Posted by: GeekHiker | December 16, 2009

Reading Fool

I don’t know why, but for whatever reason I’ve become a reading fiend the last six months or so.  I’ve been going through one book after another, finding myself eyeing the shelf for the next one as I near the end of whatever’s currently in my hands.

I’ve been going through books I’ve had for years but “just never got around to reading,” the books I picked up from UC Press (where, on the last day of the sale, I placed another order), and books from the local library.

In fact, I’ve rather re-discovered my love of the library, usually finding something new (or two or three something new-s) every time I walk in.  It’s finally gotten to the point where I keep a file on the BlackBerry of books to check out in the future, just adding to the list whenever I go in.

Kind of ironic, using the modern BB to keep track of books to read.  The librarians get a kick out of it.

Maybe it’s because of all the hours I spent in the library as a kid.  When I was in elementary school my Mom, the teacher, had to show up early in the morning, before the rest of the kids arrived.  Since I drove in with her, I usually ended up working in the front office or in the library, helping to organize and re-shelve books, or whatever else needed to be done.

Or maybe it was the Saturday mornings I spent cleaning the used bookstore of a friend of my Mom’s.  For two hours, I would vacuum, clean the windows, change the paper in the birdcages, etc.  Of course, I also had the advantage of perusing all the new used books as they came into the store.

(It was also, incidentally, where I first ran across the seminal “Joy of Sex.”  I was probably 12 or 13 at the time, and I remember being both intrigued by the images and a bit weirded out by all the body hair…)

Or maybe it’s because there’s not that much on TV anymore, it seems.  There are a few shows I watch, maybe one or two for each night.  Which still leaves lots of time to crack open a book.  Since my ability to read the non-fictions I prefer kind of dwindles towards the end of the evening, I’ll often end up recording something at 8 to view it at 10, when I need an activity requiring a little less brain-power.

One thing I can’t seem to wrap my head around, though, is the e-book.  Be it the Kindle or the Nook or whatever, I just can’t see myself curling up with an LCD screen.  Call me a luddite if you will, but there’s still something I like about the tactile feel of a book, the weight in your hands, the turning of the pages, the satisfaction of seeing the bookmark progress through the book over the days.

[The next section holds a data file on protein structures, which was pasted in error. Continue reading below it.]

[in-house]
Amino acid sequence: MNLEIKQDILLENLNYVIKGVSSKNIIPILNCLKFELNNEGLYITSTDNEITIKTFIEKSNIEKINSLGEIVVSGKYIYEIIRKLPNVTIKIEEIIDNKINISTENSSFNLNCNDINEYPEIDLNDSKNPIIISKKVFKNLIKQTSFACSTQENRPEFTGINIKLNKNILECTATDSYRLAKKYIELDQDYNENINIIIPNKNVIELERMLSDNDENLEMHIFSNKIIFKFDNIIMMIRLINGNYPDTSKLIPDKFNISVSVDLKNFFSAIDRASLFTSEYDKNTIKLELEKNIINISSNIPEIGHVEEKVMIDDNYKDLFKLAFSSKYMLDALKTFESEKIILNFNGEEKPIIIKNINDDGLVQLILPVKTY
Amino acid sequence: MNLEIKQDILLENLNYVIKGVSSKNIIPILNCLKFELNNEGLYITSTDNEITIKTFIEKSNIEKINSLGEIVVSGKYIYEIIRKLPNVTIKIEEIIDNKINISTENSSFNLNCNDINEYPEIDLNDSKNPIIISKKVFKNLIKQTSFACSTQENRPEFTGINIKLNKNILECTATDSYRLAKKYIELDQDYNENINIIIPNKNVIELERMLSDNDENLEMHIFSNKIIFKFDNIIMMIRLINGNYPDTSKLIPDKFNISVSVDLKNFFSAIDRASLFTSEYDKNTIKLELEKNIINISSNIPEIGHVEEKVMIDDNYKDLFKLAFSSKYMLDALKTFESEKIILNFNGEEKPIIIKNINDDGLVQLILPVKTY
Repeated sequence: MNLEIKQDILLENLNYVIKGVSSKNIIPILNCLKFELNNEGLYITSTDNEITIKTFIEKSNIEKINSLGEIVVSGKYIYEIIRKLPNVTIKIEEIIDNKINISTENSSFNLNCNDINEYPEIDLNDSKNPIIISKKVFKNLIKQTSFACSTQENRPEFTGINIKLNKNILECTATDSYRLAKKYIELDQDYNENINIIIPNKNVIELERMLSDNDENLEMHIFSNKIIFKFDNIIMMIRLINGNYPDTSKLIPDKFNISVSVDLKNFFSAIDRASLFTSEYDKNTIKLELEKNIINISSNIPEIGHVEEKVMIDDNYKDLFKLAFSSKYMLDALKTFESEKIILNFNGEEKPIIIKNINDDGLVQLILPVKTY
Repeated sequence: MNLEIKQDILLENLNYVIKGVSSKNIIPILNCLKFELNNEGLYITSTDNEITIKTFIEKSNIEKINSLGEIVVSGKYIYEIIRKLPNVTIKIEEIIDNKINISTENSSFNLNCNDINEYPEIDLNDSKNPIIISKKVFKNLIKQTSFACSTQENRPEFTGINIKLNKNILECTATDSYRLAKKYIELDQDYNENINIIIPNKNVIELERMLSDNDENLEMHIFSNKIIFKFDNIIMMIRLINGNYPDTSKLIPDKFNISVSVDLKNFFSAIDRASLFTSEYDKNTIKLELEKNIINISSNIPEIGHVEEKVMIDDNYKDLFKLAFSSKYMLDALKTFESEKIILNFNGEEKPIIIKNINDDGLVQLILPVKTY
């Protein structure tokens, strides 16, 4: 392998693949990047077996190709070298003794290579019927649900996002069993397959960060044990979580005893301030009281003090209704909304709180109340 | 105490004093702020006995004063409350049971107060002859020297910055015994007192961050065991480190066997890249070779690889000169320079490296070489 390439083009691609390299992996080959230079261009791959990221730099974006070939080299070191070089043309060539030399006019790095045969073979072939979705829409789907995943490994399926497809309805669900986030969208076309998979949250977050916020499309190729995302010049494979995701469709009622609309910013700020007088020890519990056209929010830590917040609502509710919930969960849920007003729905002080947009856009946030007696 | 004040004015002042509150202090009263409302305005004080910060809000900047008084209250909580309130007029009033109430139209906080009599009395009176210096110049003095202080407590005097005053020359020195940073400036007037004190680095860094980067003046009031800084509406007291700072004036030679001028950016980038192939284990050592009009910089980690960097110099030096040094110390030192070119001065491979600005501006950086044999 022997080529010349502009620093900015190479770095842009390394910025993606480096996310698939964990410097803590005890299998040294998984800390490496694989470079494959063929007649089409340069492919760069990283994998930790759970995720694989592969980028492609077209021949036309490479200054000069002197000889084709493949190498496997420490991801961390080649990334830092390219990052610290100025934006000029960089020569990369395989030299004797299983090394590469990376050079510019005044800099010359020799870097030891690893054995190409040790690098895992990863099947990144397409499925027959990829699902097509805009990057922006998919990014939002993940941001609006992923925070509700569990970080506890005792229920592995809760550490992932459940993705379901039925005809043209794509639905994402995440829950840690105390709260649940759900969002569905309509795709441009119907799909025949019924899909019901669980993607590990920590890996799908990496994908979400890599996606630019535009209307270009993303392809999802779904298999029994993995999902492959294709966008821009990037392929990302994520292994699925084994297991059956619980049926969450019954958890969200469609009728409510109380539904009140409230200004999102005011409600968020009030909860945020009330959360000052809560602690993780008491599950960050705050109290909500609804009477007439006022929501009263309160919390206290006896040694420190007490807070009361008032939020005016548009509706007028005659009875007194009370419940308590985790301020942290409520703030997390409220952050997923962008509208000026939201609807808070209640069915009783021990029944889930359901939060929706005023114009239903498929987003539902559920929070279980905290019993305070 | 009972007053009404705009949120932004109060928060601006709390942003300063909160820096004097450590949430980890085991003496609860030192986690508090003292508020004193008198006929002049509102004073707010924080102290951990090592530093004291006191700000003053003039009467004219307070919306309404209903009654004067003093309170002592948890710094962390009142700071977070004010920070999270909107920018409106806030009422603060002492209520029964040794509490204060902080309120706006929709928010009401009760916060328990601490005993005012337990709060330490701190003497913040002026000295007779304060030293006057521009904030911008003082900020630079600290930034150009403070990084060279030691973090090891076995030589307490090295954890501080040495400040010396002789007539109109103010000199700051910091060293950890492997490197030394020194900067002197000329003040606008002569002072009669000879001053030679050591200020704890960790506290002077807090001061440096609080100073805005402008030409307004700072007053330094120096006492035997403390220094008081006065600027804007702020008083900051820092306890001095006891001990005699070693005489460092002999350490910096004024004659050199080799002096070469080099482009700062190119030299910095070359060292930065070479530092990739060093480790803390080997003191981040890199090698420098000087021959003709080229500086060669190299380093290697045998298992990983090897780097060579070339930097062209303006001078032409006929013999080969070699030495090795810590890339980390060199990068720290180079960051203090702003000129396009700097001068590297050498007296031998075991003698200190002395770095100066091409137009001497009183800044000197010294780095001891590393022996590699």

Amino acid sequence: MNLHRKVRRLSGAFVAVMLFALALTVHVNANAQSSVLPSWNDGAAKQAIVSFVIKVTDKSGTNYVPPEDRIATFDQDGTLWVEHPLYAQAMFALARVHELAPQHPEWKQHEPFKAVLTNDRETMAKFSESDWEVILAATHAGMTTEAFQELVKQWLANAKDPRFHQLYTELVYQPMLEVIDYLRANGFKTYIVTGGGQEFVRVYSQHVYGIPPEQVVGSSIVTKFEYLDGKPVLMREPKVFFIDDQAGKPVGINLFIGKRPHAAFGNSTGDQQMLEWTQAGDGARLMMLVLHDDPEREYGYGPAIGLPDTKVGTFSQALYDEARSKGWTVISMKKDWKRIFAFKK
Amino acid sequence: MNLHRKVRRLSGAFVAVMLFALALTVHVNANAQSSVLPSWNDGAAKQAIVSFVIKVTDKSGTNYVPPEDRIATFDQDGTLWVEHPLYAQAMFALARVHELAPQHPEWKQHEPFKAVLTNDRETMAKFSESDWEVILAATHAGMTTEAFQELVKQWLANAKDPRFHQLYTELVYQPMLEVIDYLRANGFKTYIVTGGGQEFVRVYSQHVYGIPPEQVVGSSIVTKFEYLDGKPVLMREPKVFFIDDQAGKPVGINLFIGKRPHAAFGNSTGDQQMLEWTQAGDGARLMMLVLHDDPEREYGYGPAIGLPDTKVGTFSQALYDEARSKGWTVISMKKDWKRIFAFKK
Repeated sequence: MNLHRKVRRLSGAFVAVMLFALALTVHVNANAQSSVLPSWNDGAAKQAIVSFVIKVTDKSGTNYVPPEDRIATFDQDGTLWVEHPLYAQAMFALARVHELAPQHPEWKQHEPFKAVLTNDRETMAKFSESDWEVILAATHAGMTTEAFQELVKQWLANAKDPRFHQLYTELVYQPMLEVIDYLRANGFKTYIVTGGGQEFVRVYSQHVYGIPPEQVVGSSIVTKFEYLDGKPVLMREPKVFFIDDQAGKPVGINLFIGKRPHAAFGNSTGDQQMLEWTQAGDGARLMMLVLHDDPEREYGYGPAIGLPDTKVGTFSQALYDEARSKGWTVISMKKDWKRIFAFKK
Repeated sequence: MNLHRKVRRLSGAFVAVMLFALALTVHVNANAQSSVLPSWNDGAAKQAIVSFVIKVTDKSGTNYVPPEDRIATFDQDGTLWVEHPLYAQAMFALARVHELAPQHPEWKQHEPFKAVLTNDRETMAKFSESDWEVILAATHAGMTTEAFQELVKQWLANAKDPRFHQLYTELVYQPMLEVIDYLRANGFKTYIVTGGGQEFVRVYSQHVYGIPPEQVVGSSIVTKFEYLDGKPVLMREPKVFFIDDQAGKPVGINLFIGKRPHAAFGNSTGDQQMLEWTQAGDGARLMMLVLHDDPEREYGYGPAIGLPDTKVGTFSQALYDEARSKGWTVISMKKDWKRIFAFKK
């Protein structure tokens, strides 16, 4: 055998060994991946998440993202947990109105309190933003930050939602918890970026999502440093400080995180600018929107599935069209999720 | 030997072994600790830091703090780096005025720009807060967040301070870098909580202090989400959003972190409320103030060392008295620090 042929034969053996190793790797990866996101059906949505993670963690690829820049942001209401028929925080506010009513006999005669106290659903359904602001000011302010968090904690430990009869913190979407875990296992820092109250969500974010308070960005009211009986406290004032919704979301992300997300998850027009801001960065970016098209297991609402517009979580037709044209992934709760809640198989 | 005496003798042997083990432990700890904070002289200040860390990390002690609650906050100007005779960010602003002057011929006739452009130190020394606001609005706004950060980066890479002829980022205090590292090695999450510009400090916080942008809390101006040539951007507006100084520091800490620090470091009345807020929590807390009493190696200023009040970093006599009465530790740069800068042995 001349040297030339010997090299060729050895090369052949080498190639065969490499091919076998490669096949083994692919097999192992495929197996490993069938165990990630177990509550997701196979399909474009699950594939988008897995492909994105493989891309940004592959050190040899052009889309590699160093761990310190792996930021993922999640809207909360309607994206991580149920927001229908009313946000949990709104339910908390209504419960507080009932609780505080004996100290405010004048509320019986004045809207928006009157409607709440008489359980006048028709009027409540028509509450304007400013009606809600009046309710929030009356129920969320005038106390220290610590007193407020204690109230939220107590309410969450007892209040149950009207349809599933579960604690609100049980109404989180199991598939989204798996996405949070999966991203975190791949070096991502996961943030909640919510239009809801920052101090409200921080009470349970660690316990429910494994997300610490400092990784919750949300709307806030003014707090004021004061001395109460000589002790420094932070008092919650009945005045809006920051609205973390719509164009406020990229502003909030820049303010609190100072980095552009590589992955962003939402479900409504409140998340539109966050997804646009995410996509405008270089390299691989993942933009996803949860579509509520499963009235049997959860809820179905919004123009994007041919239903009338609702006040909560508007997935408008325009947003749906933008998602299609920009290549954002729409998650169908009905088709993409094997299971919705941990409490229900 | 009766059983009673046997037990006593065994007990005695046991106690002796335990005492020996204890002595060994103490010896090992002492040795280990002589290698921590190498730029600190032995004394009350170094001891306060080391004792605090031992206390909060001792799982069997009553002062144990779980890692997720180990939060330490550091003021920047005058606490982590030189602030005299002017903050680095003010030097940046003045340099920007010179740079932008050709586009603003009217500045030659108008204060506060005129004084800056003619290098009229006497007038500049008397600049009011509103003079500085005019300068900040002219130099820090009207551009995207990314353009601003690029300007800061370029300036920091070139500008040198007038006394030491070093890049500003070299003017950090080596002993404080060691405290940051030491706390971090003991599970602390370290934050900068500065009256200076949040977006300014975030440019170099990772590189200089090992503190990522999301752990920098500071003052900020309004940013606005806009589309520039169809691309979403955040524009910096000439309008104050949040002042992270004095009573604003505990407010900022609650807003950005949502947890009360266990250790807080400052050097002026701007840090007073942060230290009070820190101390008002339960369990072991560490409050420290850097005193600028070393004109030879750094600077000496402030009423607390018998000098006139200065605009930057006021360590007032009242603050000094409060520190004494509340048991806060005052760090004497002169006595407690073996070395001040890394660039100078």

(That said, I don’t dismiss the e-book either.  I keep thinking it would be a fantastic idea for school textbooks, where every state and community has their own customized requirements for the content.  The upfront cost might seem heavy, but compared to the cost of printing all the varieties of textbooks, replacing them when they go out of date (which is pretty much right after their printed) for each student year-to-year, and the weighty backpacks of kids (a Kindle holds something like 3,500 books) today?  I don’t know why buying an e-book for every kid in the country wasn’t part of the stimulus package.)

Anyway, all this reading may be part of the reason I haven’t been writing as much lately, which is a trade-off I suppose.  Though I will say this: all the reading has inspired some writing… of the aforementioned partially-written posts.  *sigh*

If I could figure out some way to read, hike and write full-time, that would be perfect.  Or maybe I could just win the lottery.  The first probably isn’t too likely in this economy, the latter, well, I just don’t think my gambling luck is that great.

I guess that until either one of those dreams comes true, I’ll have to stick to wearing out my library card.

* * *

For those just dying to know what I bought in that second round: some were gifts for others, but the ones for me were…

UC Press Order 07

Yep, another natural history guide.  I just can’t resist them, you know?

UC Press Order 05